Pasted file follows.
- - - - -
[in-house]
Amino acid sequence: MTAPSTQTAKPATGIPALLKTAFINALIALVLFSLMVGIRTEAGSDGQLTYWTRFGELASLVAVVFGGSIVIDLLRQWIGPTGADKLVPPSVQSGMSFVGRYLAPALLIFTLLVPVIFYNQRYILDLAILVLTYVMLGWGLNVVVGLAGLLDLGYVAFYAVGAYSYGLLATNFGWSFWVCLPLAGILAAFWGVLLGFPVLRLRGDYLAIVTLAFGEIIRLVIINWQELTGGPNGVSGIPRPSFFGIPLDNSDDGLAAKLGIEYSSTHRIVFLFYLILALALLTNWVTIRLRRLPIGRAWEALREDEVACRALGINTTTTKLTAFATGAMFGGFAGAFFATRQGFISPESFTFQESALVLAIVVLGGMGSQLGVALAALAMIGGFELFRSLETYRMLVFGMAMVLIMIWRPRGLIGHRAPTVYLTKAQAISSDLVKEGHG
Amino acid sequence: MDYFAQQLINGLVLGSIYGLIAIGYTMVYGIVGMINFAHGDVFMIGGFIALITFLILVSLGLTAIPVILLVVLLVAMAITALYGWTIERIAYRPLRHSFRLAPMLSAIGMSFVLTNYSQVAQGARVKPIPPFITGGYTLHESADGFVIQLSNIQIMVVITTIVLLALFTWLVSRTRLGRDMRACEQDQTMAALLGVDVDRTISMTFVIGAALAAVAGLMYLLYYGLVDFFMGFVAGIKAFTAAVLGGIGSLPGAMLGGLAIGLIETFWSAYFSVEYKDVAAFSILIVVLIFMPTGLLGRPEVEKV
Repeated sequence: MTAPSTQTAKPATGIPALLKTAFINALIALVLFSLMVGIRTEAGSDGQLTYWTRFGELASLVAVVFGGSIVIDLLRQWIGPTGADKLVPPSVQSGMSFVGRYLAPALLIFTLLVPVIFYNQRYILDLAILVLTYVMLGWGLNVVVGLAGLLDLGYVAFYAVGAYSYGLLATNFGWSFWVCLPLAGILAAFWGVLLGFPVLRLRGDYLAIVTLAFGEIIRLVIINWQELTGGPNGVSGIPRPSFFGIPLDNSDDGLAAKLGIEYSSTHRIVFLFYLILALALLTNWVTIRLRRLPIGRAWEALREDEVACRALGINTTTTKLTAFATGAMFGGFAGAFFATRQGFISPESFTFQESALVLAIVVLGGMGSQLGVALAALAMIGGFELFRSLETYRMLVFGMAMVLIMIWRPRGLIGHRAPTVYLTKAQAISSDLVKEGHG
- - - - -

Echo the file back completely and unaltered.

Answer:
[in-house]
Amino acid sequence: MTAPSTQTAKPATGIPALLKTAFINALIALVLFSLMVGIRTEAGSDGQLTYWTRFGELASLVAVVFGGSIVIDLLRQWIGPTGADKLVPPSVQSGMSFVGRYLAPALLIFTLLVPVIFYNQRYILDLAILVLTYVMLGWGLNVVVGLAGLLDLGYVAFYAVGAYSYGLLATNFGWSFWVCLPLAGILAAFWGVLLGFPVLRLRGDYLAIVTLAFGEIIRLVIINWQELTGGPNGVSGIPRPSFFGIPLDNSDDGLAAKLGIEYSSTHRIVFLFYLILALALLTNWVTIRLRRLPIGRAWEALREDEVACRALGINTTTTKLTAFATGAMFGGFAGAFFATRQGFISPESFTFQESALVLAIVVLGGMGSQLGVALAALAMIGGFELFRSLETYRMLVFGMAMVLIMIWRPRGLIGHRAPTVYLTKAQAISSDLVKEGHG
Amino acid sequence: MDYFAQQLINGLVLGSIYGLIAIGYTMVYGIVGMINFAHGDVFMIGGFIALITFLILVSLGLTAIPVILLVVLLVAMAITALYGWTIERIAYRPLRHSFRLAPMLSAIGMSFVLTNYSQVAQGARVKPIPPFITGGYTLHESADGFVIQLSNIQIMVVITTIVLLALFTWLVSRTRLGRDMRACEQDQTMAALLGVDVDRTISMTFVIGAALAAVAGLMYLLYYGLVDFFMGFVAGIKAFTAAVLGGIGSLPGAMLGGLAIGLIETFWSAYFSVEYKDVAAFSILIVVLIFMPTGLLGRPEVEKV
Repeated sequence: MTAPSTQTAKPATGIPALLKTAFINALIALVLFSLMVGIRTEAGSDGQLTYWTRFGELASLVAVVFGGSIVIDLLRQWIGPTGADKLVPPSVQSGMSFVGRYLAPALLIFTLLVPVIFYNQRYILDLAILVLTYVMLGWGLNVVVGLAGLLDLGYVAFYAVGAYSYGLLATNFGWSFWVCLPLAGILAAFWGVLLGFPVLRLRGDYLAIVTLAFGEIIRLVIINWQELTGGPNGVSGIPRPSFFGIPLDNSDDGLAAKLGIEYSSTHRIVFLFYLILALALLTNWVTIRLRRLPIGRAWEALREDEVACRALGINTTTTKLTAFATGAMFGGFAGAFFATRQGFISPESFTFQESALVLAIVVLGGMGSQLGVALAALAMIGGFELFRSLETYRMLVFGMAMVLIMIWRPRGLIGHRAPTVYLTKAQAISSDLVKEGHG